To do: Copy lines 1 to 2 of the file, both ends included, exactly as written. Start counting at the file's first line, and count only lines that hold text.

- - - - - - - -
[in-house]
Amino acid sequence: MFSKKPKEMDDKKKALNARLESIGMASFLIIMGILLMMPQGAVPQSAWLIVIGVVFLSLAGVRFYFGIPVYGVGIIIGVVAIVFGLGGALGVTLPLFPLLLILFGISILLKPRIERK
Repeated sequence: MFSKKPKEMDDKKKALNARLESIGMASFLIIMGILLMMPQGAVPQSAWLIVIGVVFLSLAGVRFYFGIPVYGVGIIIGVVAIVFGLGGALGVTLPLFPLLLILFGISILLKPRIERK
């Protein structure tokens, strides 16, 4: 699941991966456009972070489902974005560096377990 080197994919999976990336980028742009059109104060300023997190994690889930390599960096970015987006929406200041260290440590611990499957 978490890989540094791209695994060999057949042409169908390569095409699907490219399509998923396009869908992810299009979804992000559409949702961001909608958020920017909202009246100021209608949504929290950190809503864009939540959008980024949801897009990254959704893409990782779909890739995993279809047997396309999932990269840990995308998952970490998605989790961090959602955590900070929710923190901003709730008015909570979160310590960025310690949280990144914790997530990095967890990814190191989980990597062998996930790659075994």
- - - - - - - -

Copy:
[in-house]
Amino acid sequence: MFSKKPKEMDDKKKALNARLESIGMASFLIIMGILLMMPQGAVPQSAWLIVIGVVFLSLAGVRFYFGIPVYGVGIIIGVVAIVFGLGGALGVTLPLFPLLLILFGISILLKPRIERK